The pre-Hispanic origins of this zoo date back to when the Aztec Nezahualcóyotl created this area for the population to enjoy the flora and fauna. It was meant not only for entertainment but also for medicinal, artistry, food provision and religious purposes. Today around 2,000 animals of some 260 species consider these 17 hectares (42 acres) their natural habitat. Different biospheres have been recreated to make these guests feel more at home. Temperate woods of conifer trees shield the bears, deer and wolves; there are pastures for herbivores and deserts of arid and semiarid regions for other creatures; the Arctic tundra for the polar bears and even a coastal shore for sea lions. This is also the home of the Russian pandas, which were the first to produce offspring in captivity.
The Bosque de Chapultepec, or the Chapultepec Forest, is one of Mexico City's favorite attractions. Counted among Western Hemisphere's largest urban parks, it covers close to 686 hectares (1,695 acres). It is a verdant oasis of the city that delineates tales of the Aztec era through its Montezuma cypress trees and several Mesoamerican artifacts that are preserved in the on-site museum. The park is also home to the magnificent Chapultepec Castle which is a memory of the region's Spanish rulers. Apart from the castle, the Monument to the Ninos Heroes, the Carcamo, the Tlaloc's fountain and the baths of Moctezuma are some of the park's notable attractions.
Coyoacán is famous for being one of the oldest boroughs in the ever sprawling Mexico City. Dating back to the 1500s when it was the capital of the Conquistadors (Spanish conquerors), this region still features some of the original 16th Century architectural wonders, quaint cobblestone streets and tiny plazas from the Colonial era. It is estimated that an influx of over 70,000 people flock to this historic district on weekends for the multifarious events and festivals that take place throughout the year. It is also famous for a market selling local arts and crafts.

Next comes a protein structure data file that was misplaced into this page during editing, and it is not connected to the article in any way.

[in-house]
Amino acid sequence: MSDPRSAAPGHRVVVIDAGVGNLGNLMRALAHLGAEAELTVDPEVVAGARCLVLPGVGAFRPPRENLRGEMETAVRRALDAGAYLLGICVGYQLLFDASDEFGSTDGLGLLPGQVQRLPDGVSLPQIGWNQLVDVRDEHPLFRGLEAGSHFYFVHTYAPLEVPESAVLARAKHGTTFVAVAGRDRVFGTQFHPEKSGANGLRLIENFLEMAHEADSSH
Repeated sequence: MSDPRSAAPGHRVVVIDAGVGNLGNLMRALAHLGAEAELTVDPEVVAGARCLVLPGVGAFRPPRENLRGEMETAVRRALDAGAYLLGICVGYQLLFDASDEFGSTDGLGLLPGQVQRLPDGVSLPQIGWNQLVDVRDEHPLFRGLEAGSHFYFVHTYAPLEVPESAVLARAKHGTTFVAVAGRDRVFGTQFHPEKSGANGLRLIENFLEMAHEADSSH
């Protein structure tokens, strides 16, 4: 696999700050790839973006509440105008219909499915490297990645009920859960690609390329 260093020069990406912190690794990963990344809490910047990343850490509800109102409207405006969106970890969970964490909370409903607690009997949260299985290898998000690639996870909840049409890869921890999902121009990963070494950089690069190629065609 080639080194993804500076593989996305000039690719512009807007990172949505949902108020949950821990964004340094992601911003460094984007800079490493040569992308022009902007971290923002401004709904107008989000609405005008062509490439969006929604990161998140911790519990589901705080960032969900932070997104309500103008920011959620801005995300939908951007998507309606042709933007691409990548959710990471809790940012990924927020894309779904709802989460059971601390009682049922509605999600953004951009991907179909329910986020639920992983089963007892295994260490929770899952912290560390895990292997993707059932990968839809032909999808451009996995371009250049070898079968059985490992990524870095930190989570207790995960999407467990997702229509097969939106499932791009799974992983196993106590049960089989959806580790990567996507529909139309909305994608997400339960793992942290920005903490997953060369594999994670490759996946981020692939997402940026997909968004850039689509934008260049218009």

Recently named a barrio magico (magic neighborhood) by the secretary of tourism, San Ángel is located southwest of the city center. Populated by historic cobblestone streets, fragrant gardens and grand estates this neighborhood is flush with Colonial history. Many of the city's popular attractions are located near the San Ángel neighborhood including the Bellas Artes Palace, Templo Mayor and many art galleries, markets, open-air restaurants, boutiques and more.
A living testament to the ingenuity of the Aztecs, the canals of Xochimilco, meaning "Land of Flowers," are the last vestiges of a once extensive irrigation and transportation network built by the Aztecs. Artificial islets were created by layering logs, earth, mud and roots tied with vine and planting ahuejote, a native plant whose tough roots bind the walls of the chinampas. Today, Xochimilco has been restored, plied by brightly colored boats that sail down the 14-kilometer (8-mile) stretch of this navigable waterway. Vendors selling handicrafts and local delicacies are joined by mariachi and marimba bands that float by on wooden boats. A whirlwind of colors and sounds, a celebratory air presides over Lake Xochimilco at all times while the weekends are a veritable fiesta with locals heading to the canal to partake of the charms of this UNESCO World Heritage Site. There are several chinampas along the way, but the most renowned is the Island of the Dolls, instantly recognizable thanks to the numerous dolls strung up in trees.